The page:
TMC Reviews: Teenagers From Outer Space MUX (TFOS)

(Review Date: January 11, 2000)
TMC Reviewer: Sheryl Galchutt
Mud Theme

When I first saw it, I laughed. That pretty much describes going through this game, in a good way. The theme is one of humor: what if aliens were here, and better yet, attended your high school? What if you -dated- a not-so-nearly-human? Teenagers from Outer Space MUX puts you into the role of a teenager going through the trials and tribulations of just growing up, plus the added fun of dealing with half the galaxy seeming to show up for an education into Earth life. You play a teenager with skills and traits like 'Looks Cool In Shades' and 'Talks to Objects'. Parents, teachers and tests are regular worries, as are hanging out at the mall with friends of various species and battling the not-so-friendly from the heavens.

The action takes place in a seaside town of forty thousand called Pebble Beach, run by a Mayor Doubletalk. Aliens came in about 1995 and through events have become an accepted part of the community. Pebble Beach sports a number of places to hang out, from a Fake ID Shop to a haunted mansion for the braver. However, things must bow to the almighty time sucker: School. Through the various schools from elementary to high school. Besides doubling as MUD Admin, these teachers seek to make life interesting for the passle of students that make up the majority of the game's playerbase. Rumors abound about these slavemasters, most of which may or may not be true!

It's a fun theme, though I wasn't familiar with the RPG game by R. Talsorian Games company of the same name. It's definately light-hearted fun where anything goes.

Mud Atmosphere

I found the game to be a close-knit one, with players seeming to know each other well in a friendly, casual sort of way. It's a very small game, with no more than 10 on that I saw (though the game shows a record connect of 17).

Previous wandering of this game was fun. The mood is just fun, with very little technical stuff in the way, where if you have a basic memory of being a teenager (or are one, as the case may be), you get into it pretty easily. It's very much a story atmosphere, where less attention is paid to rules and the 'right way' of doing things and more concern for just having fun with the theme. Even if you're not familiar with the RPG system itself, the documentation on the MUSH is enough to give you a good idea, and it's easy to run with it from there.

Unfortunately, this time around I was waiting for my character to be approved for some three weeks without any notice on the hold-up, and was unable to try out the RP and events as they are now. @mail with simple questions went unanswered, as did pages to the Administrator I saw on at times. Players are warned that bugging admin about their approvals results in longer times, but even questions unrelated to the approval were met with silence, and after two weeks, I felt it was reasonable to ask if two weeks was normal.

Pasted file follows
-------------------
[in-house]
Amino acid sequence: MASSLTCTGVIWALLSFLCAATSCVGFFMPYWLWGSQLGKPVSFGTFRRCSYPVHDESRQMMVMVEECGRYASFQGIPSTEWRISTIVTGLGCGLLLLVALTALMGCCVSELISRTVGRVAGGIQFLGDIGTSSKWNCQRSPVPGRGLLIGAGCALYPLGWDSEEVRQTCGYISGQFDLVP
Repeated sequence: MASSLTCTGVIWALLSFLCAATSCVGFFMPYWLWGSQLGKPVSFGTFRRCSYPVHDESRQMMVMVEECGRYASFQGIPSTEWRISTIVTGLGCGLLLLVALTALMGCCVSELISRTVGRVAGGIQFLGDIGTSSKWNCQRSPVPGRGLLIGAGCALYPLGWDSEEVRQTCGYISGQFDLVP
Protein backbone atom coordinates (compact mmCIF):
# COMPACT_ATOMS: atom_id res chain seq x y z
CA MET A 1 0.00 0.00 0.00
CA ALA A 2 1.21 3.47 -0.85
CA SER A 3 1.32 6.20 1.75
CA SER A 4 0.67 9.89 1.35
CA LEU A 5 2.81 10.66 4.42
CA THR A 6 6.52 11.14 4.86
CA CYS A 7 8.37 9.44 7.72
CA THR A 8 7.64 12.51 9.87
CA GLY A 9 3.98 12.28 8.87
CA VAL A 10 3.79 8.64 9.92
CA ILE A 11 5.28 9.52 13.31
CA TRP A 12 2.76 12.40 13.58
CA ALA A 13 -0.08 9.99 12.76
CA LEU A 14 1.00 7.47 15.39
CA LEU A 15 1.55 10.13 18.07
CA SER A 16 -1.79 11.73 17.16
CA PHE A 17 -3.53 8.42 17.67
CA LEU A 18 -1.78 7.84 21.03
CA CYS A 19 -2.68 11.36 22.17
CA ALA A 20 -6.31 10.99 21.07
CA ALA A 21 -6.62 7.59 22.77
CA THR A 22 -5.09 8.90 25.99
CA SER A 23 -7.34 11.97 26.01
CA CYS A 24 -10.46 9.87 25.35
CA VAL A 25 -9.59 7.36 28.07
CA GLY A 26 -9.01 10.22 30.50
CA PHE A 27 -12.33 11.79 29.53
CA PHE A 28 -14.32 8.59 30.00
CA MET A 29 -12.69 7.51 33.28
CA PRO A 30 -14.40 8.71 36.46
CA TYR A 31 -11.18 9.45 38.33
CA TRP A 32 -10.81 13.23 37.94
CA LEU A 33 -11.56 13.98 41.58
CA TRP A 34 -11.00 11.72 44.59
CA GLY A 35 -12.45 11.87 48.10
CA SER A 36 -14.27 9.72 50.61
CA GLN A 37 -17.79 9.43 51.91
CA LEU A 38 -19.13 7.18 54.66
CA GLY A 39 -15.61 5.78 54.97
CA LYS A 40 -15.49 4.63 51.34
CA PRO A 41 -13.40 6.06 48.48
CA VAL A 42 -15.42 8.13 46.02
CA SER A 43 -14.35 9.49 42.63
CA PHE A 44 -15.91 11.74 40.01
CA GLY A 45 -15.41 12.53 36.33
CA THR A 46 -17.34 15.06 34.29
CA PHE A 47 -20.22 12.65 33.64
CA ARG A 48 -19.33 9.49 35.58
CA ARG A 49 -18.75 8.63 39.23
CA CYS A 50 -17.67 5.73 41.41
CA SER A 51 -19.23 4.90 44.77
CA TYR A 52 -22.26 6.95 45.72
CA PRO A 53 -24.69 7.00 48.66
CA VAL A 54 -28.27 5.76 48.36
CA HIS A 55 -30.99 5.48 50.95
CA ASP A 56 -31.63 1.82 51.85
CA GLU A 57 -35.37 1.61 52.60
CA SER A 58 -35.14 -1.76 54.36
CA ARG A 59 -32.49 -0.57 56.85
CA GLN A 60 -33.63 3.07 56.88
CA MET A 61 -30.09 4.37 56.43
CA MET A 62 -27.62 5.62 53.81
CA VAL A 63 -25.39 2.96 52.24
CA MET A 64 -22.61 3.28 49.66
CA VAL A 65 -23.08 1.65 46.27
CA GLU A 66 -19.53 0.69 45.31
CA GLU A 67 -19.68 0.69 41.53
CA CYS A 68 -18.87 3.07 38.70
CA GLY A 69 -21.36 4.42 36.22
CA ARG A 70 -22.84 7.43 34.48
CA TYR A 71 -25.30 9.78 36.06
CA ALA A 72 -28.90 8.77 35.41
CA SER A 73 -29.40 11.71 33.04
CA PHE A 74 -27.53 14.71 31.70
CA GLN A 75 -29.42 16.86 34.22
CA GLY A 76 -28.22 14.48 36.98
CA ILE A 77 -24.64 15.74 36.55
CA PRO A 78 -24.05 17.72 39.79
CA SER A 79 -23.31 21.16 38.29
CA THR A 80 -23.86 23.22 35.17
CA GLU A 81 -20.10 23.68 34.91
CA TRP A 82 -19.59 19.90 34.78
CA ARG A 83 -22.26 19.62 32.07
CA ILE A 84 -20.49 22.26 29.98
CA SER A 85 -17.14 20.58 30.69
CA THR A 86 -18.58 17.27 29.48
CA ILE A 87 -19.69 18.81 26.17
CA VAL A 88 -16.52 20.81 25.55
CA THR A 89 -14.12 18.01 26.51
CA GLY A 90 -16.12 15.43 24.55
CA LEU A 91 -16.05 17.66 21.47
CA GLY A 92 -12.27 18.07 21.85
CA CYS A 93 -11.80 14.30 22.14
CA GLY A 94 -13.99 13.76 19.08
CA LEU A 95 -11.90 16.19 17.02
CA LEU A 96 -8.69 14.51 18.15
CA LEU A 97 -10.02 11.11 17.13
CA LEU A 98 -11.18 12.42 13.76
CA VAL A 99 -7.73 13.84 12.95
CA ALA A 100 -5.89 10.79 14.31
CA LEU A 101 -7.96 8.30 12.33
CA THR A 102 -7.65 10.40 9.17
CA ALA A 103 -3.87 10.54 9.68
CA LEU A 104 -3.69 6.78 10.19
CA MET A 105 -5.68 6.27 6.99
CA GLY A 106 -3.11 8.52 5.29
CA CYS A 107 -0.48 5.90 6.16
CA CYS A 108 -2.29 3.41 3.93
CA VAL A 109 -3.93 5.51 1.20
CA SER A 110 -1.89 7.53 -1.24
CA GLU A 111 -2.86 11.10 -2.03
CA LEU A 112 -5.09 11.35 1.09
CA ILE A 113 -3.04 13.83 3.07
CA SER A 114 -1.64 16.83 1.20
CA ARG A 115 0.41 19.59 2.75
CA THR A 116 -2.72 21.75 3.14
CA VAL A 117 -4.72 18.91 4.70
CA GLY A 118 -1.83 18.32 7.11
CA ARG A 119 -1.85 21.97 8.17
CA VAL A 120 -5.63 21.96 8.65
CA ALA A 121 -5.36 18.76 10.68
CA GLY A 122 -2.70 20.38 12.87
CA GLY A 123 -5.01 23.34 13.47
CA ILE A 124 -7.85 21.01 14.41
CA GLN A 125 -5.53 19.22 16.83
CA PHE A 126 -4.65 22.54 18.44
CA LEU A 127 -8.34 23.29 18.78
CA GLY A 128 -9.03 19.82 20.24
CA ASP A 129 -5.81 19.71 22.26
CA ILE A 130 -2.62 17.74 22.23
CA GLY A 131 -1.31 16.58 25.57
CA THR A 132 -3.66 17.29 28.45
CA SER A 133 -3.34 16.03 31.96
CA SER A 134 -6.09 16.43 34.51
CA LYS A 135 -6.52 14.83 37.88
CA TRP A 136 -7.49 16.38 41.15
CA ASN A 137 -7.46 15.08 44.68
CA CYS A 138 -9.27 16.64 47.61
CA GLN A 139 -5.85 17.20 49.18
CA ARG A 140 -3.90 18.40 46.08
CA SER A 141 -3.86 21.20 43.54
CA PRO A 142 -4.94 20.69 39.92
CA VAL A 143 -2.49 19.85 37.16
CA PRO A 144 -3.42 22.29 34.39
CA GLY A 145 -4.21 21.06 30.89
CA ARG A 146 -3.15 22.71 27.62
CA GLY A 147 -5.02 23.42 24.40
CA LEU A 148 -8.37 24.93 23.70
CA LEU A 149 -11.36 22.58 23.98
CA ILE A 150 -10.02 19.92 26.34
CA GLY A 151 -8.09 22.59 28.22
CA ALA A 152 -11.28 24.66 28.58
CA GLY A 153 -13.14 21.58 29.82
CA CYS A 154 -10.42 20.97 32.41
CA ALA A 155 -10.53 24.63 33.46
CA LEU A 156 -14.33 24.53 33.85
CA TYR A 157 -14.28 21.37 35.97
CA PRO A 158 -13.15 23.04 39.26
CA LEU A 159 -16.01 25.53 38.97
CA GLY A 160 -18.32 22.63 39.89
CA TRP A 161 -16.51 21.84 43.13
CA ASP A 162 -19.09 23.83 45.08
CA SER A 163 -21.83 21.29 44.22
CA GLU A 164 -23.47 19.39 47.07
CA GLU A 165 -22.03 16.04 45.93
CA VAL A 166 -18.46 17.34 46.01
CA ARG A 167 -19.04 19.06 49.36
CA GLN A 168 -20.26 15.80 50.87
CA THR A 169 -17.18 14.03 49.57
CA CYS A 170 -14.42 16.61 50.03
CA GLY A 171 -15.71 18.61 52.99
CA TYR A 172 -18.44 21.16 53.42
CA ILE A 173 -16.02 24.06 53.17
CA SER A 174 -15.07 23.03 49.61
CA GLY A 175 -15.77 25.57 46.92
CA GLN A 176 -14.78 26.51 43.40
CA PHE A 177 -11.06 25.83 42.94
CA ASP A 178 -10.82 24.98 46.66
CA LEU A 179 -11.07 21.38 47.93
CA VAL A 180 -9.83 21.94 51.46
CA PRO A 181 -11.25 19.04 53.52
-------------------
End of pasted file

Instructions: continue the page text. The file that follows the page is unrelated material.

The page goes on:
Given the many bulletin boards, postings on events are old, so I couldn't tell what was going on. It seemed like the story and RP was a bit slower than I knew it in the past, but without gaining character approval and going out into it, hard to make a clear call on the MUD's activity level.

Mud World

The built world of the MUD is rather big and well documented on their website. The grid of the town of Pebble Beach has a large number of stores, malls, places to hang out, schools...everything a teenager could want. I remember it being an interesting place, with most of the RP occuring at the school or the mall.

They have an interesting system of items for characters that allows you to have coded objects like a backpack, a CD player, etc, that do things on command. This made it amusing to interact with the code. However, again, without gaining approval to go In Character, it's hard to say how things are now. I felt, after looking at @stats/all to see how many rooms, exits, things and players existed, there is a huge number of rooms for the number of players that exist, but if this affects RP by making things too spread out, I couldn't tell. Player comments seemed to indicate that roleplay was centered in two rooms, one of which being a classroom.

Additional Comments

I think I would have gotten a better idea of the game if I'd heard anything about being approved. Initially, the character generation process is easy and fun, but all characters must be approved to be able to roleplay, even if they have nothing odd requiring special permission. It was this process that left me in one room for 3-4 weeks. Whether this was from apathy or a lack of admin, not sure, but activity does seem to have gone down since I was last there.

Summary

TFOS seems to be a very light-hearted and fun place to be, but aside from about 10-12 regulars it's a small game. I would almost say this is a private MUD to have fun with a favorite theme of the admin, but the help files and docs say otherwise. I imagine the game could attract people who aren't fond of rules and like a little wimsy in their online gaming if the dedication of the admin staff were a little better.